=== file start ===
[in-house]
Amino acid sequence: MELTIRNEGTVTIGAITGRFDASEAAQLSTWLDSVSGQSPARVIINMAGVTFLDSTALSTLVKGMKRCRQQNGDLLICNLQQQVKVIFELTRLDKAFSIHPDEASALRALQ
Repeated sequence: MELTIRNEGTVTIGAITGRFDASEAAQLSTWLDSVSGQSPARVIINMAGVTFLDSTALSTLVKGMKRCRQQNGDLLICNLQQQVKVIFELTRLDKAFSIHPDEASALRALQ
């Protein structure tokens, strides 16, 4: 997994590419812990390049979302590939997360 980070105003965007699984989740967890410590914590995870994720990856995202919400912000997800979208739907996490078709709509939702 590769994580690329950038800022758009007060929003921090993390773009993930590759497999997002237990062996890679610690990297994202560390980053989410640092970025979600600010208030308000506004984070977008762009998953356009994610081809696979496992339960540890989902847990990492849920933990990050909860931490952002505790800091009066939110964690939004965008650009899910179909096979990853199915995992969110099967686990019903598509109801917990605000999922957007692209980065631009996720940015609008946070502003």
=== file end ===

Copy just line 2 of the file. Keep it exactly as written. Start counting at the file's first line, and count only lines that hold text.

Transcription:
Amino acid sequence: MELTIRNEGTVTIGAITGRFDASEAAQLSTWLDSVSGQSPARVIINMAGVTFLDSTALSTLVKGMKRCRQQNGDLLICNLQQQVKVIFELTRLDKAFSIHPDEASALRALQ